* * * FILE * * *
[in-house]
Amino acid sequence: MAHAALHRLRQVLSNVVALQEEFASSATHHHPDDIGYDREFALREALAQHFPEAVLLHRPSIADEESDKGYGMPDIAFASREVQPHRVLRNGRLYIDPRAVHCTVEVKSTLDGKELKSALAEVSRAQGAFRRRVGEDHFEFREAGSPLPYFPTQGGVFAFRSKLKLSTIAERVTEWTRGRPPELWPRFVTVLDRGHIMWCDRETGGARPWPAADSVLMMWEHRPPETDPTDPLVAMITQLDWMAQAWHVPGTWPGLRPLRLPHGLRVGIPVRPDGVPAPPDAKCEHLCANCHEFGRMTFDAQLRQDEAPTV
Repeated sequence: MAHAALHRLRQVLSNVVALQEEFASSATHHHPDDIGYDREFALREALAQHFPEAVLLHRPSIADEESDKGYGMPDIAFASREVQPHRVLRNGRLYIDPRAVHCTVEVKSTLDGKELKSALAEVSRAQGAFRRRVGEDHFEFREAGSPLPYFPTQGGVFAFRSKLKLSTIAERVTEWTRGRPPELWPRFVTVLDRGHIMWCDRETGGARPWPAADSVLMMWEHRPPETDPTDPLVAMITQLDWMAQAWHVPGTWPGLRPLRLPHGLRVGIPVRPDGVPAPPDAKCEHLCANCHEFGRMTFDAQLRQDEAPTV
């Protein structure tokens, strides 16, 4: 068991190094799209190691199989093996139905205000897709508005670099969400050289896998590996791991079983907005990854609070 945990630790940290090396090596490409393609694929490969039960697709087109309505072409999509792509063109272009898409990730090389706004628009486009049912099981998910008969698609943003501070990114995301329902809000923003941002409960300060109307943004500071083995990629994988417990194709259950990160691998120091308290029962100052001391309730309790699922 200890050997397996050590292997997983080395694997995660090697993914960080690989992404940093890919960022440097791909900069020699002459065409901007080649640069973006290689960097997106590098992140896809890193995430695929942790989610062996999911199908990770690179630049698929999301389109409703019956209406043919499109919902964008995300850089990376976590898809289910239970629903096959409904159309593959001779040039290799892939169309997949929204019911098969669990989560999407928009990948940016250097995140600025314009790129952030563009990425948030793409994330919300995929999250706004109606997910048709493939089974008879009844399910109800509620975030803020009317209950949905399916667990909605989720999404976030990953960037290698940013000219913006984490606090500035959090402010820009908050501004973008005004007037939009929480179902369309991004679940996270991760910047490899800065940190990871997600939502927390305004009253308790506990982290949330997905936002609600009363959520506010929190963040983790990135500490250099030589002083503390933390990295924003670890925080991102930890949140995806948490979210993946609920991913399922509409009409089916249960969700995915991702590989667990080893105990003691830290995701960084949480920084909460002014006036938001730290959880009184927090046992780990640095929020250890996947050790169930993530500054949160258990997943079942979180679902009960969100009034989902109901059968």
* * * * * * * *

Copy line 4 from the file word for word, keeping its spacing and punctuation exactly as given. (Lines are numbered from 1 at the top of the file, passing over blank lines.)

């Protein structure tokens, strides 16, 4: 068991190094799209190691199989093996139905205000897709508005670099969400050289896998590996791991079983907005990854609070 945990630790940290090396090596490409393609694929490969039960697709087109309505072409999509792509063109272009898409990730090389706004628009486009049912099981998910008969698609943003501070990114995301329902809000923003941002409960300060109307943004500071083995990629994988417990194709259950990160691998120091308290029962100052001391309730309790699922 200890050997397996050590292997997983080395694997995660090697993914960080690989992404940093890919960022440097791909900069020699002459065409901007080649640069973006290689960097997106590098992140896809890193995430695929942790989610062996999911199908990770690179630049698929999301389109409703019956209406043919499109919902964008995300850089990376976590898809289910239970629903096959409904159309593959001779040039290799892939169309997949929204019911098969669990989560999407928009990948940016250097995140600025314009790129952030563009990425948030793409994330919300995929999250706004109606997910048709493939089974008879009844399910109800509620975030803020009317209950949905399916667990909605989720999404976030990953960037290698940013000219913006984490606090500035959090402010820009908050501004973008005004007037939009929480179902369309991004679940996270991760910047490899800065940190990871997600939502927390305004009253308790506990982290949330997905936002609600009363959520506010929190963040983790990135500490250099030589002083503390933390990295924003670890925080991102930890949140995806948490979210993946609920991913399922509409009409089916249960969700995915991702590989667990080893105990003691830290995701960084949480920084909460002014006036938001730290959880009184927090046992780990640095929020250890996947050790169930993530500054949160258990997943079942979180679902009960969100009034989902109901059968």